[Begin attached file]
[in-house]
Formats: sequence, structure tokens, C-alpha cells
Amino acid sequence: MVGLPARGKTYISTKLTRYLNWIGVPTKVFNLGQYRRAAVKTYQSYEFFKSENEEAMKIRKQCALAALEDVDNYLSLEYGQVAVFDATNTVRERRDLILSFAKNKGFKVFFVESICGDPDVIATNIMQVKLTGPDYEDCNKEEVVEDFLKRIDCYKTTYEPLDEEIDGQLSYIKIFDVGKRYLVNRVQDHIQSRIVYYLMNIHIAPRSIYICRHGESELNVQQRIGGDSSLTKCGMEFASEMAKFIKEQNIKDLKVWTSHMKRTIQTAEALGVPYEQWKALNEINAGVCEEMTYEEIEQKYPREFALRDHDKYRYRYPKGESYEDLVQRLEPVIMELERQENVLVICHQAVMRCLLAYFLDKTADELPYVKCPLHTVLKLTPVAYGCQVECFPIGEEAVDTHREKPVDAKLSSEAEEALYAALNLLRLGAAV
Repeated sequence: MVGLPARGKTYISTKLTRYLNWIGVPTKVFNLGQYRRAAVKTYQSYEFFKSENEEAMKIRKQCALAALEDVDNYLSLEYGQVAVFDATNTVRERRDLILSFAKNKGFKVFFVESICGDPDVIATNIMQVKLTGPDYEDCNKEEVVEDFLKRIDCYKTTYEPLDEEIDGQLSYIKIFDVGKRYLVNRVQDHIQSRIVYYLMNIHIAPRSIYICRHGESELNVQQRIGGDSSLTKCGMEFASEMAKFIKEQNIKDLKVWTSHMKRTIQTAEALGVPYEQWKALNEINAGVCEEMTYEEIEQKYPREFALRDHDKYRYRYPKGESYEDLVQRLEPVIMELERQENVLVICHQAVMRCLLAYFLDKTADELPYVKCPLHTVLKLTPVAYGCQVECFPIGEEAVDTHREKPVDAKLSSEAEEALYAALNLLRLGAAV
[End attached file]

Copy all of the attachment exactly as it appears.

[in-house]
Formats: sequence, structure tokens, C-alpha cells
Amino acid sequence: MVGLPARGKTYISTKLTRYLNWIGVPTKVFNLGQYRRAAVKTYQSYEFFKSENEEAMKIRKQCALAALEDVDNYLSLEYGQVAVFDATNTVRERRDLILSFAKNKGFKVFFVESICGDPDVIATNIMQVKLTGPDYEDCNKEEVVEDFLKRIDCYKTTYEPLDEEIDGQLSYIKIFDVGKRYLVNRVQDHIQSRIVYYLMNIHIAPRSIYICRHGESELNVQQRIGGDSSLTKCGMEFASEMAKFIKEQNIKDLKVWTSHMKRTIQTAEALGVPYEQWKALNEINAGVCEEMTYEEIEQKYPREFALRDHDKYRYRYPKGESYEDLVQRLEPVIMELERQENVLVICHQAVMRCLLAYFLDKTADELPYVKCPLHTVLKLTPVAYGCQVECFPIGEEAVDTHREKPVDAKLSSEAEEALYAALNLLRLGAAV
Repeated sequence: MVGLPARGKTYISTKLTRYLNWIGVPTKVFNLGQYRRAAVKTYQSYEFFKSENEEAMKIRKQCALAALEDVDNYLSLEYGQVAVFDATNTVRERRDLILSFAKNKGFKVFFVESICGDPDVIATNIMQVKLTGPDYEDCNKEEVVEDFLKRIDCYKTTYEPLDEEIDGQLSYIKIFDVGKRYLVNRVQDHIQSRIVYYLMNIHIAPRSIYICRHGESELNVQQRIGGDSSLTKCGMEFASEMAKFIKEQNIKDLKVWTSHMKRTIQTAEALGVPYEQWKALNEINAGVCEEMTYEEIEQKYPREFALRDHDKYRYRYPKGESYEDLVQRLEPVIMELERQENVLVICHQAVMRCLLAYFLDKTADELPYVKCPLHTVLKLTPVAYGCQVECFPIGEEAVDTHREKPVDAKLSSEAEEALYAALNLLRLGAAV